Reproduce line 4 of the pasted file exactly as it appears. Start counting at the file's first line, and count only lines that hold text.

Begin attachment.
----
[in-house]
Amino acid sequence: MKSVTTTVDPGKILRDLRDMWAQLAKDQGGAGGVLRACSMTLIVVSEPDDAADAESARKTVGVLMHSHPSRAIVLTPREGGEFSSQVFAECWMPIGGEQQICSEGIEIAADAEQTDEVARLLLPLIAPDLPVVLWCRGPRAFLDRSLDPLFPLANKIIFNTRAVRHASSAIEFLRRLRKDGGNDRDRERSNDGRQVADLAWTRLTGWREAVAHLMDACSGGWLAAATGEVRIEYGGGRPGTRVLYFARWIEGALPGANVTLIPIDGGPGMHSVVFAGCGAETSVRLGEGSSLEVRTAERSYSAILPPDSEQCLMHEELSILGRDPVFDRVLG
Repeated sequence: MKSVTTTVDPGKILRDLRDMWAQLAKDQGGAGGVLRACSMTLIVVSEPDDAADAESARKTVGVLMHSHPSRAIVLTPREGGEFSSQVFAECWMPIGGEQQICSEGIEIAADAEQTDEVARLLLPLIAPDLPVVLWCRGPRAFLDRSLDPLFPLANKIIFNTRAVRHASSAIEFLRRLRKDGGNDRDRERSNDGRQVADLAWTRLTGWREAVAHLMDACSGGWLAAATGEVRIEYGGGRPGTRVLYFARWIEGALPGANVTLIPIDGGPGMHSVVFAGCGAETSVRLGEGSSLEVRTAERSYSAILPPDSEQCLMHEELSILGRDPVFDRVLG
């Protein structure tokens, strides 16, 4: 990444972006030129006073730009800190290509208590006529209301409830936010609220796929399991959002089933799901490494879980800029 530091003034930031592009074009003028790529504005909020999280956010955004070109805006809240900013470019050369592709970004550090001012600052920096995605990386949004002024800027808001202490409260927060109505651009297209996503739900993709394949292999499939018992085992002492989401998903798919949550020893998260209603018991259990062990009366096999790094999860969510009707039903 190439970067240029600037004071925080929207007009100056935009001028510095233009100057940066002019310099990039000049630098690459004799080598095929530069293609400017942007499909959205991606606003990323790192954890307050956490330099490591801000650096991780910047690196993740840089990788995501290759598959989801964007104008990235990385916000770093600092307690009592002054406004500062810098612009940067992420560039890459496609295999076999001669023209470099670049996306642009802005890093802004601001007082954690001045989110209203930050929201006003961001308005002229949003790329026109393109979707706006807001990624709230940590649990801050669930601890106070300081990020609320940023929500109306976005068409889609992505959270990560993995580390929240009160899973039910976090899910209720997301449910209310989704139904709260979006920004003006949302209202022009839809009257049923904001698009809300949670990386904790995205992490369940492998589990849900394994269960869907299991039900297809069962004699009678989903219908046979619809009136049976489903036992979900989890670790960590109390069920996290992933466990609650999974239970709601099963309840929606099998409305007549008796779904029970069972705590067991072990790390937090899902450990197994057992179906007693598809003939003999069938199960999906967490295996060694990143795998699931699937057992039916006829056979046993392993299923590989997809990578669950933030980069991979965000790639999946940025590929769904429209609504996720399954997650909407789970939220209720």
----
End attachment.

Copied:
């Protein structure tokens, strides 16, 4: 990444972006030129006073730009800190290509208590006529209301409830936010609220796929399991959002089933799901490494879980800029 530091003034930031592009074009003028790529504005909020999280956010955004070109805006809240900013470019050369592709970004550090001012600052920096995605990386949004002024800027808001202490409260927060109505651009297209996503739900993709394949292999499939018992085992002492989401998903798919949550020893998260209603018991259990062990009366096999790094999860969510009707039903 190439970067240029600037004071925080929207007009100056935009001028510095233009100057940066002019310099990039000049630098690459004799080598095929530069293609400017942007499909959205991606606003990323790192954890307050956490330099490591801000650096991780910047690196993740840089990788995501290759598959989801964007104008990235990385916000770093600092307690009592002054406004500062810098612009940067992420560039890459496609295999076999001669023209470099670049996306642009802005890093802004601001007082954690001045989110209203930050929201006003961001308005002229949003790329026109393109979707706006807001990624709230940590649990801050669930601890106070300081990020609320940023929500109306976005068409889609992505959270990560993995580390929240009160899973039910976090899910209720997301449910209310989704139904709260979006920004003006949302209202022009839809009257049923904001698009809300949670990386904790995205992490369940492998589990849900394994269960869907299991039900297809069962004699009678989903219908046979619809009136049976489903036992979900989890670790960590109390069920996290992933466990609650999974239970709601099963309840929606099998409305007549008796779904029970069972705590067991072990790390937090899902450990197994057992179906007693598809003939003999069938199960999906967490295996060694990143795998699931699937057992039916006829056979046993392993299923590989997809990578669950933030980069991979965000790639999946940025590929769904429209609504996720399954997650909407789970939220209720």